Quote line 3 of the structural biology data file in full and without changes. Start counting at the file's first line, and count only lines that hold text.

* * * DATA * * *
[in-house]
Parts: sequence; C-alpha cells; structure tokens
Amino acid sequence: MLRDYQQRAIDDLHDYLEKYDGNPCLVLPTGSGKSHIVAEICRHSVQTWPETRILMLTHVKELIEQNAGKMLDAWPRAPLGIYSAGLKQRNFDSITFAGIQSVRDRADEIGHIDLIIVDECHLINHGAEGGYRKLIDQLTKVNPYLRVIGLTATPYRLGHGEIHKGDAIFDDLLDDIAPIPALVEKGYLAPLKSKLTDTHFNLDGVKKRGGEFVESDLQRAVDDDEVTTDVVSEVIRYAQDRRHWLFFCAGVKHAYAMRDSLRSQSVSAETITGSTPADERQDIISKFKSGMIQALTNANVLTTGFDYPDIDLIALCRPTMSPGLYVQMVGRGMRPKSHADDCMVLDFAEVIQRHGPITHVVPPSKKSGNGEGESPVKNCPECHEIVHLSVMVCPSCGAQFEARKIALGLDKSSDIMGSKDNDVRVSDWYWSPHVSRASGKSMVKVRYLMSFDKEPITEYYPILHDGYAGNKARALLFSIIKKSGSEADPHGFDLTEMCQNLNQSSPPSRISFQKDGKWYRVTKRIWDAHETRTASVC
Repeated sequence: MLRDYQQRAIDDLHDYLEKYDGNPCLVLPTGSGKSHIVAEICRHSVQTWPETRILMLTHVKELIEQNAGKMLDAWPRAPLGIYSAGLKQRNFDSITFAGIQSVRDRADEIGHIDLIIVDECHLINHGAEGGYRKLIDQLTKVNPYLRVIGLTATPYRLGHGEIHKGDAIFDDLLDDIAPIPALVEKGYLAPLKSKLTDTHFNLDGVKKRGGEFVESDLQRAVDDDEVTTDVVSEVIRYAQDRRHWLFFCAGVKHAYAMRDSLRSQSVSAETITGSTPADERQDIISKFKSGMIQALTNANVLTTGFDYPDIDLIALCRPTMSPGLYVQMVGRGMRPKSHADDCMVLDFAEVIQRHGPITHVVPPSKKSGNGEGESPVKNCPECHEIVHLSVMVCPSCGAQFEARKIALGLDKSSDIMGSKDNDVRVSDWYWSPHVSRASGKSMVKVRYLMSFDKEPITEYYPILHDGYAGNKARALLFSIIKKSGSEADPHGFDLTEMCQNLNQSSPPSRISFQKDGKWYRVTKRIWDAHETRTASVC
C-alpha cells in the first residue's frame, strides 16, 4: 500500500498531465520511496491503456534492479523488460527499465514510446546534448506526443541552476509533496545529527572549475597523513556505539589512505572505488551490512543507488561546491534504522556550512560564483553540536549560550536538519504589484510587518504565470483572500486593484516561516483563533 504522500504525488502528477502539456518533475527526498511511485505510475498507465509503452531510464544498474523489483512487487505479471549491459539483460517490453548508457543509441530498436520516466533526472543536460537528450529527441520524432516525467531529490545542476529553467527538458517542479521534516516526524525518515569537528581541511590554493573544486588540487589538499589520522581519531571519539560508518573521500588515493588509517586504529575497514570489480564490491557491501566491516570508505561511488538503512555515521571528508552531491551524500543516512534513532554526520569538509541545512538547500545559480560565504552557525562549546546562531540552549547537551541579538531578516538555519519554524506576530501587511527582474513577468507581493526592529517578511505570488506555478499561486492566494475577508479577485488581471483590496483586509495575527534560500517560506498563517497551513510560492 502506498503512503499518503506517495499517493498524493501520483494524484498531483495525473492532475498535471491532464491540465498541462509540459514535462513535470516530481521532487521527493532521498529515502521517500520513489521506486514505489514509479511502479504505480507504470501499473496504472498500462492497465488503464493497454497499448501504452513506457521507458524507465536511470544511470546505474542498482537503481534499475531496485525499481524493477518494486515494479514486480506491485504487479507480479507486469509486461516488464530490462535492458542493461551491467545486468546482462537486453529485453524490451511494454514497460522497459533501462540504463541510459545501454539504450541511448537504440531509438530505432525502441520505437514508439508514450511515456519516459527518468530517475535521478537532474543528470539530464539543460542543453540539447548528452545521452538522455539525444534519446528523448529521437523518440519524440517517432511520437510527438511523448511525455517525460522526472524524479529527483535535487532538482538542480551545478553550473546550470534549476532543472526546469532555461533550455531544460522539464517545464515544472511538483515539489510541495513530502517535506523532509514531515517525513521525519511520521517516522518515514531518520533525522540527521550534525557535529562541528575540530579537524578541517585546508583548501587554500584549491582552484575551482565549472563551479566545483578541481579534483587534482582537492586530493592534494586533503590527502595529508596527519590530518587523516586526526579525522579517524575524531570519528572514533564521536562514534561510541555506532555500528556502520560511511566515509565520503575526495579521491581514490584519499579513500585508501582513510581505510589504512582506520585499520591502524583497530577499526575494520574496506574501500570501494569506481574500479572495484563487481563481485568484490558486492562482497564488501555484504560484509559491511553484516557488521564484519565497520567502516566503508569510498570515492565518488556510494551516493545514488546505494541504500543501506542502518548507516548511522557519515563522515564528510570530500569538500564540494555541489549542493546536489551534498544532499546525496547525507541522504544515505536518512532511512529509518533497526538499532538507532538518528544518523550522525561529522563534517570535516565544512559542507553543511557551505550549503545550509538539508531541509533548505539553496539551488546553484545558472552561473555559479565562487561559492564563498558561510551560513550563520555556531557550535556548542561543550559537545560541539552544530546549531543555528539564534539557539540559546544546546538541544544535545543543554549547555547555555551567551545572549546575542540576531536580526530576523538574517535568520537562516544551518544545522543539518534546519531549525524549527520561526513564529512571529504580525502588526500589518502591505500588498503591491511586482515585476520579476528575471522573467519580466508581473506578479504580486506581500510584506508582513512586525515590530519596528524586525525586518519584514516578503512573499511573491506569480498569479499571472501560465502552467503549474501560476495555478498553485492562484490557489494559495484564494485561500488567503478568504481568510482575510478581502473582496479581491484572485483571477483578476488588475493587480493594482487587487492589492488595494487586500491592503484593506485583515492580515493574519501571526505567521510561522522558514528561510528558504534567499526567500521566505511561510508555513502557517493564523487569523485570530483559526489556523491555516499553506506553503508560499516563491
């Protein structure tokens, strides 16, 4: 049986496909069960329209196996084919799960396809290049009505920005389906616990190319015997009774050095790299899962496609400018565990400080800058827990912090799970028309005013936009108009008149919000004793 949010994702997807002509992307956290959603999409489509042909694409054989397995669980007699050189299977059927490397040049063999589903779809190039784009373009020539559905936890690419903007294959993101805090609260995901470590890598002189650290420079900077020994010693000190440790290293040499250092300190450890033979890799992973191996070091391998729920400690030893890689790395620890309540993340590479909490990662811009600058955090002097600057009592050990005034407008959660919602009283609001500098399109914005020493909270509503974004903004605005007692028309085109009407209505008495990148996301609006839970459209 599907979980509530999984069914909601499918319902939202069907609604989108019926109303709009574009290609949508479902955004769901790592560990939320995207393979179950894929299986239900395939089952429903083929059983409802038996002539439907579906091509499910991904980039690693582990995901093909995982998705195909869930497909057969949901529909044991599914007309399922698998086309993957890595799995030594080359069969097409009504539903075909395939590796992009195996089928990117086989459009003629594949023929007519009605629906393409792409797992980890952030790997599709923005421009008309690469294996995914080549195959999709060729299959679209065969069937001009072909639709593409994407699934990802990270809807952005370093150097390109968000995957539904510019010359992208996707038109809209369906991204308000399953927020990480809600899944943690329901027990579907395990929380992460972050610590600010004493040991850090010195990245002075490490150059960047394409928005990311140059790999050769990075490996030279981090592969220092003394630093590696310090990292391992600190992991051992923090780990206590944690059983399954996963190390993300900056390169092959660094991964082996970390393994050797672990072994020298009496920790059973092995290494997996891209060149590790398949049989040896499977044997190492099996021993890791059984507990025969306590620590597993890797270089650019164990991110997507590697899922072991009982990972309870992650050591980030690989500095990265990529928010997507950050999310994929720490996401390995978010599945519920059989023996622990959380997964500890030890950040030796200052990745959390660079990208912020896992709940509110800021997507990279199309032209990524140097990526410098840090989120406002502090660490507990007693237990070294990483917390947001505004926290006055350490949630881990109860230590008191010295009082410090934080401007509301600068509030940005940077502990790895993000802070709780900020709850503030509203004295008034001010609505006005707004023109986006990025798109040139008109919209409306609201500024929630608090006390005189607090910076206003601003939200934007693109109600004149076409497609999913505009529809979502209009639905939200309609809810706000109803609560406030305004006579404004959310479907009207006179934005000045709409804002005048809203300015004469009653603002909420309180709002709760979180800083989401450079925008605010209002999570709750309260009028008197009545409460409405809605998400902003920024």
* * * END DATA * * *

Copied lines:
Amino acid sequence: MLRDYQQRAIDDLHDYLEKYDGNPCLVLPTGSGKSHIVAEICRHSVQTWPETRILMLTHVKELIEQNAGKMLDAWPRAPLGIYSAGLKQRNFDSITFAGIQSVRDRADEIGHIDLIIVDECHLINHGAEGGYRKLIDQLTKVNPYLRVIGLTATPYRLGHGEIHKGDAIFDDLLDDIAPIPALVEKGYLAPLKSKLTDTHFNLDGVKKRGGEFVESDLQRAVDDDEVTTDVVSEVIRYAQDRRHWLFFCAGVKHAYAMRDSLRSQSVSAETITGSTPADERQDIISKFKSGMIQALTNANVLTTGFDYPDIDLIALCRPTMSPGLYVQMVGRGMRPKSHADDCMVLDFAEVIQRHGPITHVVPPSKKSGNGEGESPVKNCPECHEIVHLSVMVCPSCGAQFEARKIALGLDKSSDIMGSKDNDVRVSDWYWSPHVSRASGKSMVKVRYLMSFDKEPITEYYPILHDGYAGNKARALLFSIIKKSGSEADPHGFDLTEMCQNLNQSSPPSRISFQKDGKWYRVTKRIWDAHETRTASVC